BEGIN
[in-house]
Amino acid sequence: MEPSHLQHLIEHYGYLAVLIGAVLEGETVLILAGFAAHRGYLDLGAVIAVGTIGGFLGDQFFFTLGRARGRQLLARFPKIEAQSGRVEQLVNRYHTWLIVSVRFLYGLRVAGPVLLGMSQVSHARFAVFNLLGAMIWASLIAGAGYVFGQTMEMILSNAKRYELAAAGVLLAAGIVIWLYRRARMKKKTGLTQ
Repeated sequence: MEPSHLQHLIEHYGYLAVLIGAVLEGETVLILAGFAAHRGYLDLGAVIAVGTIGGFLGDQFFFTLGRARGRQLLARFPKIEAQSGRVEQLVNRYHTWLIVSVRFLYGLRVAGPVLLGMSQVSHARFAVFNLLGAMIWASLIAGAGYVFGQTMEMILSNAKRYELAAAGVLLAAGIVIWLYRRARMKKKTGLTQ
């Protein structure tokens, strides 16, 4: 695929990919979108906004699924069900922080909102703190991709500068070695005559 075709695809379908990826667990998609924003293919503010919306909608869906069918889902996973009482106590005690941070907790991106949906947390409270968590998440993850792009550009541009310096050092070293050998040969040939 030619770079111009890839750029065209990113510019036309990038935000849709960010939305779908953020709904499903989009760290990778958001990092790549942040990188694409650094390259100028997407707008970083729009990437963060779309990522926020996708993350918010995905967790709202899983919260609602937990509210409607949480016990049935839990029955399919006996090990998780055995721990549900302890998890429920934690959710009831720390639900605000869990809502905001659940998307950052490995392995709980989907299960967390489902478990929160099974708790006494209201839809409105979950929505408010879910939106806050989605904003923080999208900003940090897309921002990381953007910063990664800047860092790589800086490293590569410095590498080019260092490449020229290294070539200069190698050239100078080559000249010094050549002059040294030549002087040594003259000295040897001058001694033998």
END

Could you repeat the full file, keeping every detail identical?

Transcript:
[in-house]
Amino acid sequence: MEPSHLQHLIEHYGYLAVLIGAVLEGETVLILAGFAAHRGYLDLGAVIAVGTIGGFLGDQFFFTLGRARGRQLLARFPKIEAQSGRVEQLVNRYHTWLIVSVRFLYGLRVAGPVLLGMSQVSHARFAVFNLLGAMIWASLIAGAGYVFGQTMEMILSNAKRYELAAAGVLLAAGIVIWLYRRARMKKKTGLTQ
Repeated sequence: MEPSHLQHLIEHYGYLAVLIGAVLEGETVLILAGFAAHRGYLDLGAVIAVGTIGGFLGDQFFFTLGRARGRQLLARFPKIEAQSGRVEQLVNRYHTWLIVSVRFLYGLRVAGPVLLGMSQVSHARFAVFNLLGAMIWASLIAGAGYVFGQTMEMILSNAKRYELAAAGVLLAAGIVIWLYRRARMKKKTGLTQ
């Protein structure tokens, strides 16, 4: 695929990919979108906004699924069900922080909102703190991709500068070695005559 075709695809379908990826667990998609924003293919503010919306909608869906069918889902996973009482106590005690941070907790991106949906947390409270968590998440993850792009550009541009310096050092070293050998040969040939 030619770079111009890839750029065209990113510019036309990038935000849709960010939305779908953020709904499903989009760290990778958001990092790549942040990188694409650094390259100028997407707008970083729009990437963060779309990522926020996708993350918010995905967790709202899983919260609602937990509210409607949480016990049935839990029955399919006996090990998780055995721990549900302890998890429920934690959710009831720390639900605000869990809502905001659940998307950052490995392995709980989907299960967390489902478990929160099974708790006494209201839809409105979950929505408010879910939106806050989605904003923080999208900003940090897309921002990381953007910063990664800047860092790589800086490293590569410095590498080019260092490449020229290294070539200069190698050239100078080559000249010094050549002059040294030549002087040594003259000295040897001058001694033998």